TORONTO – Randy Carlyle knew the challenge wouldn't work itself out over night.
After his home debut on Tuesday night, it's clear the new head coach will have plenty of work to do. The Leafs allowed four goals against in a muddy second period, dropping a 5-4 decision to the Bruins at the ACC, their fifth loss in five meetings with Boston this season.
A concern and top priority since his takeover from Ron Wilson just days earlier, team defence struck a chord for Carlyle in the loss, which also saw Joffrey Lupul and Colby Armstrong depart with injuries.
“We've got enough goals to win the hockey game,” Carlyle said simply. “It's the defensive aspect that needs to be improved upon.”
Lost puck battles in front of the net and in the corners, missed assignments in dangerous scoring areas and a slew of leaks defensively in the middle frame ultimately cost the Leafs their sixth consecutive loss at home. The same troubles which plagued the hockey club in its final weeks under Wilson emerged in Carlyle's second game behind the bench. Tuesday marked the 10th time in the last 12 games that the Leafs have yielded three or more against, a definite recipe for failure with postseason aspirations slipping away.
“I think we deteriorated in some defensive situations where we were there, but we weren't strong enough on the puck,” Carlyle said. “If you look where the goals were scored from, those weren't tough enough areas from a defending standpoint from our hockey club.”
“We scored enough goals to win the game,” Dion Phaneuf stated, echoing the words of Carlyle. “We've just got to tighten up in our end.”
With the loss the Leafs remain entrenched in 12th in the Eastern Conference – with a date in Pittsburgh on Wednesday night – five points behind the Jets with three teams standing in the way.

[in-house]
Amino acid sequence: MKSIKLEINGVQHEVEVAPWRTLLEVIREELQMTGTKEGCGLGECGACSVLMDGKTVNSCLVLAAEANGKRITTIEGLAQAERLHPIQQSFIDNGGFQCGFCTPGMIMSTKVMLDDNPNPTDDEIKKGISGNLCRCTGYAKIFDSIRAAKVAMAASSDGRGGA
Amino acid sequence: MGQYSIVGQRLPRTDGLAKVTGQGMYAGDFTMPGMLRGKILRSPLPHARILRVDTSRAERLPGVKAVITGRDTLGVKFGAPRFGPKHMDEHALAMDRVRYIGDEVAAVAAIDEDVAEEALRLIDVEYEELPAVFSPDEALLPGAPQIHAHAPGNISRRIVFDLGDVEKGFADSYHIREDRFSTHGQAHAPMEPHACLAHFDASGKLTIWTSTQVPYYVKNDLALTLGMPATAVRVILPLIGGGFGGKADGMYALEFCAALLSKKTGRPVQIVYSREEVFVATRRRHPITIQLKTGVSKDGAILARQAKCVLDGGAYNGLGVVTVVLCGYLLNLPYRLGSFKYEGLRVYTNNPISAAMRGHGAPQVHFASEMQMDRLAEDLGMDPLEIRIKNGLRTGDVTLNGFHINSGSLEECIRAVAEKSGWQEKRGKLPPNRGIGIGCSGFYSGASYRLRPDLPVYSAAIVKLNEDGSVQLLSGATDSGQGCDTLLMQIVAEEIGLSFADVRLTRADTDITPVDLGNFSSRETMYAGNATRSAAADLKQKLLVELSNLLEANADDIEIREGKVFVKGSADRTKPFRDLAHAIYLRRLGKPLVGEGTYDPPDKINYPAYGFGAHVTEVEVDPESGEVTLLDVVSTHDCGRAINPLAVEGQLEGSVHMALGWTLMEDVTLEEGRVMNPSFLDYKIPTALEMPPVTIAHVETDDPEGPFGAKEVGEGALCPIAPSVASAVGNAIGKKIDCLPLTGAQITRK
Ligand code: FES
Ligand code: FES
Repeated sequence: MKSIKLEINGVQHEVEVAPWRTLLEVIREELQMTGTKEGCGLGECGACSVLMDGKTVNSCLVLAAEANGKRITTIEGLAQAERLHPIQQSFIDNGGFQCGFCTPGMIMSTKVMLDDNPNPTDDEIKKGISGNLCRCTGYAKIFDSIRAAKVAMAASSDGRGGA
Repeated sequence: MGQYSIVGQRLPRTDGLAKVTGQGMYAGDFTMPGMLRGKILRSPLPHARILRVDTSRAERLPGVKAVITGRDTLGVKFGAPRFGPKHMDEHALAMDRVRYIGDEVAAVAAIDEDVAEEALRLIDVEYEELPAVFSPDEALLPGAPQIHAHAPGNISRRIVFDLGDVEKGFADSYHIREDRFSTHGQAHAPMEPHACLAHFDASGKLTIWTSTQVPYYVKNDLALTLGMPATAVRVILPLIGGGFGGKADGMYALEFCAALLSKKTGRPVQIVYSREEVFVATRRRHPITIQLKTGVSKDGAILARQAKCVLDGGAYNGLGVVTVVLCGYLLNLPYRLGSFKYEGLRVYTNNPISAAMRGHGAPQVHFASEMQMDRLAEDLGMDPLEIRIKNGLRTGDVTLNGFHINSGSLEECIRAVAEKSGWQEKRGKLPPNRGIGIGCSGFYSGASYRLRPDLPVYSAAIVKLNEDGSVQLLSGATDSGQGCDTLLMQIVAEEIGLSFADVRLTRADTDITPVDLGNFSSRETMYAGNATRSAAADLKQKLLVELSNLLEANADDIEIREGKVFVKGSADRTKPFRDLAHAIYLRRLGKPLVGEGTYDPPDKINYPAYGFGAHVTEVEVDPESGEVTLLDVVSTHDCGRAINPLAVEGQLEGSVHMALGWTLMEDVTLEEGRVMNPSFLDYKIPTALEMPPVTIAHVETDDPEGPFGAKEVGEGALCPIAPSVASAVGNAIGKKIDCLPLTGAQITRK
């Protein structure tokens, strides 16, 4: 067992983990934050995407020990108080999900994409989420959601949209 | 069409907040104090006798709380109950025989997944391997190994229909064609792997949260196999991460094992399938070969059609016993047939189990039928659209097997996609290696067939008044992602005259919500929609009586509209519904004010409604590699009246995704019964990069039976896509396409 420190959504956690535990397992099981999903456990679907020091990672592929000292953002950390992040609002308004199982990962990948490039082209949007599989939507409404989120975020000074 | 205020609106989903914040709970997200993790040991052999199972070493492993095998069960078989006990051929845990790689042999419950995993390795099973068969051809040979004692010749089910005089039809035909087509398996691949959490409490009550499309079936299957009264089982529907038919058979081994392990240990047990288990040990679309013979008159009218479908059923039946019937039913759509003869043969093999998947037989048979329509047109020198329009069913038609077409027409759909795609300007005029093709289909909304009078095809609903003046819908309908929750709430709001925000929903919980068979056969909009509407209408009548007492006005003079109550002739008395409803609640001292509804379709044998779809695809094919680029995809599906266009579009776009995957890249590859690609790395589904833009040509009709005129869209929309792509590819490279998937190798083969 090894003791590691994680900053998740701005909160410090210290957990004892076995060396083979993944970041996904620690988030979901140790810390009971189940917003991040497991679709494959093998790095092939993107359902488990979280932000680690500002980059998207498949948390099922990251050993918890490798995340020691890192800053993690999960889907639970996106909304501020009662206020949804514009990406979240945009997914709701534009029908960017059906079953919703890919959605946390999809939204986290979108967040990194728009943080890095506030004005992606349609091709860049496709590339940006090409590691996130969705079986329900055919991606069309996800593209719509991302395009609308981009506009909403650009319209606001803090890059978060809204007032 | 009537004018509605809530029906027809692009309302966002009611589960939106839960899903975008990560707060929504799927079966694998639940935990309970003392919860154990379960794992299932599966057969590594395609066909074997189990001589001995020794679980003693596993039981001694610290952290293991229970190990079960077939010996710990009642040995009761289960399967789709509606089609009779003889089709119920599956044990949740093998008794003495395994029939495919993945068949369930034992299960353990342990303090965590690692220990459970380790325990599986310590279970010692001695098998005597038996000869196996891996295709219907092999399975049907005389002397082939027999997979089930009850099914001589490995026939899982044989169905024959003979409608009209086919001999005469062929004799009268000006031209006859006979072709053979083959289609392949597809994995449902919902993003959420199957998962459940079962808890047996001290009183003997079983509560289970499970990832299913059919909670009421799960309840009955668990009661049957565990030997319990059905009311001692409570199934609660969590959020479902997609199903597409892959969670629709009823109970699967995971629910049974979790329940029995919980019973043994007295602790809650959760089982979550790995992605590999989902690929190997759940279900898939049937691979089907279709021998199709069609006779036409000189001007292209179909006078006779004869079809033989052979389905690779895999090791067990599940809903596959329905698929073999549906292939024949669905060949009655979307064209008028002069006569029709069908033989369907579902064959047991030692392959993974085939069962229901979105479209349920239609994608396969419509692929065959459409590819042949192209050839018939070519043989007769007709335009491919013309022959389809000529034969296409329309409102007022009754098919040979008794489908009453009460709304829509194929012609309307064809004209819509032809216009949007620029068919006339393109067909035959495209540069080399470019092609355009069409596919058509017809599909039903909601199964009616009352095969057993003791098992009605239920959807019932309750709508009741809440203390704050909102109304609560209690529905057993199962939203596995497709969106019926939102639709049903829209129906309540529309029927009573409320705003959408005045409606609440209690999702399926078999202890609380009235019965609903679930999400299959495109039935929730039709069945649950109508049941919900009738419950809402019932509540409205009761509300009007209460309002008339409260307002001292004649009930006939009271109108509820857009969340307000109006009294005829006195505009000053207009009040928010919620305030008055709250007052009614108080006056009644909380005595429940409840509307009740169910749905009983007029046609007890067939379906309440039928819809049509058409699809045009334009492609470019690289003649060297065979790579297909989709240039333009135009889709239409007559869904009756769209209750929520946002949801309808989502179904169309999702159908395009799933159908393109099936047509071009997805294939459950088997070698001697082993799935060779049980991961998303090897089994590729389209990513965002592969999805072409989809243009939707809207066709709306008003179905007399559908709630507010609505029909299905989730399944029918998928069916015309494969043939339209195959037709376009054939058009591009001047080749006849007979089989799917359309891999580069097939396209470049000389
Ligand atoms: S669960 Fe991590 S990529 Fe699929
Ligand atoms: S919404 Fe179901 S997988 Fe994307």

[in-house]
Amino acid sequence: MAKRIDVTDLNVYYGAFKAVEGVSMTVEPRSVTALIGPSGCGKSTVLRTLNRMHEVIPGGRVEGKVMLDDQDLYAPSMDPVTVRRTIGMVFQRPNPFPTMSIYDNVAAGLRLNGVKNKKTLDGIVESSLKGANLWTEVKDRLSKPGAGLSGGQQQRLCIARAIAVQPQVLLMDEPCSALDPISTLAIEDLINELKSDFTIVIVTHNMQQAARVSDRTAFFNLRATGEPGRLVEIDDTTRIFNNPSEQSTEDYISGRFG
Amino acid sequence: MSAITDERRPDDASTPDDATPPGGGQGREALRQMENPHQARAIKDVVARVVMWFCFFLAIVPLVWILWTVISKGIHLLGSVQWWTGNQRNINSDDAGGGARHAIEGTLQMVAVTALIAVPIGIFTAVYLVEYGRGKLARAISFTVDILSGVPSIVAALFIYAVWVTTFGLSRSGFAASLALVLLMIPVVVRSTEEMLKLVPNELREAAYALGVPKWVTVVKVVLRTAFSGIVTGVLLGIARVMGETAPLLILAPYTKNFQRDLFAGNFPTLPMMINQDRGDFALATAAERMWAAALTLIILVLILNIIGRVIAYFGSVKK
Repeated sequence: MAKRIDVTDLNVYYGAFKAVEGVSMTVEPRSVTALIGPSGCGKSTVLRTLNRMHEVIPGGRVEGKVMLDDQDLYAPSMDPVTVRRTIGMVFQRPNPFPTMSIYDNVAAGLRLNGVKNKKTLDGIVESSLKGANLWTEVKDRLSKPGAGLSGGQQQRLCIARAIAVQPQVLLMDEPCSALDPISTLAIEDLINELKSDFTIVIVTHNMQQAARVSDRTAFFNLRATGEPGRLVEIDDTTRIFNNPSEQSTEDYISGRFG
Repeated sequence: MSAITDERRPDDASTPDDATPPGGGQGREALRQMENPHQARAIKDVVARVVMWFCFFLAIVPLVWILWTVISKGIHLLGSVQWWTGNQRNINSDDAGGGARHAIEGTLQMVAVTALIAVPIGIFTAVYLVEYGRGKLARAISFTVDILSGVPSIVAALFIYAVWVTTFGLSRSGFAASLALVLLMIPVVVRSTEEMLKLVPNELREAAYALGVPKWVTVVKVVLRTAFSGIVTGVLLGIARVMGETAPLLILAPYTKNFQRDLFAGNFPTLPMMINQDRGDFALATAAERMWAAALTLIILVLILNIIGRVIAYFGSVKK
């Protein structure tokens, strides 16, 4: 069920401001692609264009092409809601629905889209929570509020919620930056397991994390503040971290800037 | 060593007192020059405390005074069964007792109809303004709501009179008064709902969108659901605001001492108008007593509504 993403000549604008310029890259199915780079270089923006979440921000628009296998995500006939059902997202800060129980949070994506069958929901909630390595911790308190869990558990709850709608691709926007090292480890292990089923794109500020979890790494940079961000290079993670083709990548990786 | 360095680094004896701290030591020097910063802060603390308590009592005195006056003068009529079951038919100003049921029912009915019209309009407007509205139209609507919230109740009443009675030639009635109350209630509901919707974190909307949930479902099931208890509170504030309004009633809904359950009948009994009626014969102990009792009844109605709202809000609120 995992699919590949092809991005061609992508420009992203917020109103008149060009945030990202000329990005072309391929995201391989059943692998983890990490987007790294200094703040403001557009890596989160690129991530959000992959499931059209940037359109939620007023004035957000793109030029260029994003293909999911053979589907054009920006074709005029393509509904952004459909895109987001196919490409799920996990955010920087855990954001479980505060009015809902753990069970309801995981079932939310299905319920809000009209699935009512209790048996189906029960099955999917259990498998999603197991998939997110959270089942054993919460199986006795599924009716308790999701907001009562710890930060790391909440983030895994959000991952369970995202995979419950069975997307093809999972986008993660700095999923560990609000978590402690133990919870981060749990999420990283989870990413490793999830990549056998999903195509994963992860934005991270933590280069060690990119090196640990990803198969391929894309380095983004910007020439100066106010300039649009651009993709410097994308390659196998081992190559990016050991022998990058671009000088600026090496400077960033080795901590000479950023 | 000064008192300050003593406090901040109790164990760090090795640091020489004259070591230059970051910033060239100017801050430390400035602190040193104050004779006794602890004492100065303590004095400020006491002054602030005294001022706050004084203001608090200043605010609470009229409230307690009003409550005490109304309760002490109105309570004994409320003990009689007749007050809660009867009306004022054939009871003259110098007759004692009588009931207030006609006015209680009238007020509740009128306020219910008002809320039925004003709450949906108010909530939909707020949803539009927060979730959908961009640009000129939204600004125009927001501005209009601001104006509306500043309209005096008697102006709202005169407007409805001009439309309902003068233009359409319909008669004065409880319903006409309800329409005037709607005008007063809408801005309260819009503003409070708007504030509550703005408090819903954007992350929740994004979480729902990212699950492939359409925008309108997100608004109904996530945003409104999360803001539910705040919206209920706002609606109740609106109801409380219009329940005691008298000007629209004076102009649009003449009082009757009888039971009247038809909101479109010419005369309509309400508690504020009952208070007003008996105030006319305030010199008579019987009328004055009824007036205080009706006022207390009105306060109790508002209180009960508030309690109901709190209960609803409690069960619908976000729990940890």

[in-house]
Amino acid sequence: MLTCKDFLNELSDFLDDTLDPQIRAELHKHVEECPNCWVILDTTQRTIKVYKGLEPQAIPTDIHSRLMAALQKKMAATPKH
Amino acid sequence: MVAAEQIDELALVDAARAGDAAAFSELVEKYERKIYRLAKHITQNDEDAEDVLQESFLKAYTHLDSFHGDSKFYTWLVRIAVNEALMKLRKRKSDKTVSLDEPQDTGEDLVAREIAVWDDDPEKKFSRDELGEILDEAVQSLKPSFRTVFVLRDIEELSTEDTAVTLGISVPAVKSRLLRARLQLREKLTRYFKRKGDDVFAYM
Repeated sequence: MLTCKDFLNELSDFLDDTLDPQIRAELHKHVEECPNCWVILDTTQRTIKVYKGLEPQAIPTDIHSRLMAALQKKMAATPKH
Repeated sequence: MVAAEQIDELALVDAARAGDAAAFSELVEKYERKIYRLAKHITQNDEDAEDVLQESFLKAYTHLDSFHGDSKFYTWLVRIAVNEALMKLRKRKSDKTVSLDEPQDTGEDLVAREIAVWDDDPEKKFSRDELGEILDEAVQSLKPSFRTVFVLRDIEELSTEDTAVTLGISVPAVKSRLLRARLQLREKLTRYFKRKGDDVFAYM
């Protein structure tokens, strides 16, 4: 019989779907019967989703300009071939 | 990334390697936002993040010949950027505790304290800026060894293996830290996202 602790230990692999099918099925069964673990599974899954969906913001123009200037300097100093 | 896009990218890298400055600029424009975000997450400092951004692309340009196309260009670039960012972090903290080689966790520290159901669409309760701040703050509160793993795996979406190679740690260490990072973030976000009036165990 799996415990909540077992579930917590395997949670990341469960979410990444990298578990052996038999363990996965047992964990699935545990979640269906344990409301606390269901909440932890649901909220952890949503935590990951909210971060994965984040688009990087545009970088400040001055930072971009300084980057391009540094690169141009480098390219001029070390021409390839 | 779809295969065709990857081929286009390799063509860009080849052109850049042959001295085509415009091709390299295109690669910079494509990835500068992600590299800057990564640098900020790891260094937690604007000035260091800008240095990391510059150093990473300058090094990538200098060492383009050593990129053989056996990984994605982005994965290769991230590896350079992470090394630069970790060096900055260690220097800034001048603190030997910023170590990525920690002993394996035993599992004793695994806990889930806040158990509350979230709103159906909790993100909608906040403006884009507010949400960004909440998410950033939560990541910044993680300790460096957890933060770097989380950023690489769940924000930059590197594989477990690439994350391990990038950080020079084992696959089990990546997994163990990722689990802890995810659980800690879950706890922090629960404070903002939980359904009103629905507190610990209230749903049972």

“It's frustrating when you score four goals and you lose a hockey game,” Carlyle concluded. “That's as simple as I can put it.”
1. Potentially worrisome in the loss were injuries to Armstrong and Lupul, the latter presenting a real source of trouble if significant. Armstrong departed following a fight with Dennis Seidenberg in the second during which the Bruins defenceman managed to land at least one good shot to the nose, bloodying the Leafs oft-injured winger. The 29-year-old Armstrong is just over a month returned from a concussion which sidelined him for 18 games, not to mention the 23 games missed prior to that because of a right ankle sprain. Lupul meanwhile, took a hit from David Krejci in behind the Boston net and left favouring his right hand. Losing the 28-year-old and second leading scorer would present a major hole up front if he were to miss any length of time in the final days of the season. Neither player is expected to play in Pittsburgh on Wednesday night.